Fading LED

So far, we have used only two output signals: high level and low level (or called 1 & 0, ON & OFF), which is called digital output. However, in actual use, many devices do not simply ON/OFF to work, for example, adjusting the speed of the motor, adjusting the brightness of the desk lamp, and so on. In the past, a slider that can adjust the resistance was used to achieve this goal, but this is always unreliable and inefficient. Therefore, Pulse width modulation (PWM) has emerged as a feasible solution to such complex problems.

A digital output composed of a high level and a low level is called a pulse. The pulse width of these pins can be adjusted by changing the ON/OFF speed.

Simply put, when we are in a short period (such as 20ms, most people’s visual retention time), Let the LED turn on, turn off, and turn on again, we won’t see it has been turned off, but the brightness of the light will be slightly weaker. During this period, the more time the LED is turned on, the higher the brightness of the LED. In other words, in the cycle, the wider the pulse, the greater the “electric signal strength” output by the microcontroller. This is how PWM controls LED brightness (or motor speed).

There are some points to pay attention to when Pico uses PWM. Let’s take a look at this picture.

_images/pin_pic.png

Each GPIO pin of Pico supports PWM, but it actually has a total of 16 independent PWM outputs (instead of 30), distributed between GP0 to GP15 on the left, and the PWM output of the right GPIO is equivalent to the left copy.

What we need to pay attention to is to avoid setting the same PWM channel for different purposes during programming. (For example, GP0 and GP16 are both PWM_0A)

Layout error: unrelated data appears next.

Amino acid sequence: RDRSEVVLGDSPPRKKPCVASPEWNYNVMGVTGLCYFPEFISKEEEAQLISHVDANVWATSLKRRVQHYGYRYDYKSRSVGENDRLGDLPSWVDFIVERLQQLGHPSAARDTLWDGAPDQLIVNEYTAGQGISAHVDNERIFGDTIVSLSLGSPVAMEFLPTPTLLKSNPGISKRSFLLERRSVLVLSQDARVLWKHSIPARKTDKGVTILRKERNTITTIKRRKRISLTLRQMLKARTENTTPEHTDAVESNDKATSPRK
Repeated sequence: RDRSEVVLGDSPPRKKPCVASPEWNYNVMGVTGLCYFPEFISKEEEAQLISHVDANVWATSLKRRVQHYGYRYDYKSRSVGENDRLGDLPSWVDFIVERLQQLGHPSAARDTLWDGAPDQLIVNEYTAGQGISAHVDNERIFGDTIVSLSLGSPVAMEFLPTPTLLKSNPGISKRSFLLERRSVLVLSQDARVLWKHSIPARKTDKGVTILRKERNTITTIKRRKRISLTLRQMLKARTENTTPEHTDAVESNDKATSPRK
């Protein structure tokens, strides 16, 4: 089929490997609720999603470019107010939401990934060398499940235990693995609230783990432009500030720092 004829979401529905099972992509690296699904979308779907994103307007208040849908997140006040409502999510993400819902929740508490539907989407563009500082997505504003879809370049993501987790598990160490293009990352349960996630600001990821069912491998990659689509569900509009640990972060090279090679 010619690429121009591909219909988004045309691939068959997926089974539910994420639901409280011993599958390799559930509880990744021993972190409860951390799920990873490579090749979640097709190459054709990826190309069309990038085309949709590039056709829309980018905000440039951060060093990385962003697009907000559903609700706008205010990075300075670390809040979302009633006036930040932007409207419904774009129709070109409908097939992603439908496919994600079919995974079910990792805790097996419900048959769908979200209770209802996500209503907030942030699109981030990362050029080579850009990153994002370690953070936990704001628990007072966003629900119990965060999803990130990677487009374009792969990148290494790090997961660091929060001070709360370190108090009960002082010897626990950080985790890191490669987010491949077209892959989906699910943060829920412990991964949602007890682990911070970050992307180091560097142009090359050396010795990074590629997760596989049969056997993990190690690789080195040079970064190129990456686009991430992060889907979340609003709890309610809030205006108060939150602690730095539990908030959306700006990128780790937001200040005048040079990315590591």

After understanding this knowledge, let us try to achieve the effect of Fading LED.

Schematic

_images/Hello_LED.png

Wiring

_images/wiring_fading_led.png
  1. Here we use the GP15 pin of the Pico board.

  2. Connect one end (either end) of the 220 ohm resistor to GP15, and insert the other end into the free row of the breadboard.

  3. Insert the anode lead of the LED into the same row as the end of the 220Ω resistor, and connect the cathode lead across the middle gap of the breadboard to the same row.

  4. Connect the LED cathode to the negative power bus of the breadboard.

  5. Connect the negative power bus to the GND pin of Pico.

Note

The color ring of the 220 ohm resistor is red, red, black, black and brown.

Code

The LED will gradually become brighter as the program runs.

import machine
import utime

led = machine.PWM(machine.Pin(15))
led.freq(1000)

for brightness in range(0,65535,50):
    led.duty_u16(brightness)
    utime.sleep_ms(10)
led.duty_u16(0)

How it works?

Here, we change the brightness of the LED by changing the duty cycle of the GP15’s PWM output. Let’s take a look at these lines.

import machine
import utime

led = machine.PWM(machine.Pin(15))
led.freq(1000)

for brightness in range(0,65535,50):
    led.duty_u16(brightness)
    utime.sleep_ms(10)
led.duty_u16(0)
  • led = machine.PWM(machine.Pin(15)) sets the GP15 pin as PWM output.

  • The line led.freq(1000) is used to set the PWM frequency, here it is set to 1000Hz, which means 1ms (1/1000) is a cycle. The PWM frequency can be adjusted, for example, the steering wheel needs to work at 50Hz, the passive buzzer can change the tone by changing the PWM frequency. However, there is no limit when using LEDs alone, we set it to 1000Hz.

  • The led.duty_u16() line is used to set the duty cycle, which is a 16-bit interger(2^16=65536). When we assign a 0 to this function, the duty cycle is 0%, and each cycle has 0% of the time to output a high level, in other words, turn off all pulses. When the value is 65535, the duty cycle is 100%, that is, the complete pulse is turned on, and the result is equal to ‘1’ as a digital output. If it is 32768, it will turn on half a pulse, and the brightness of the LED will be half of that when it is fully turned on.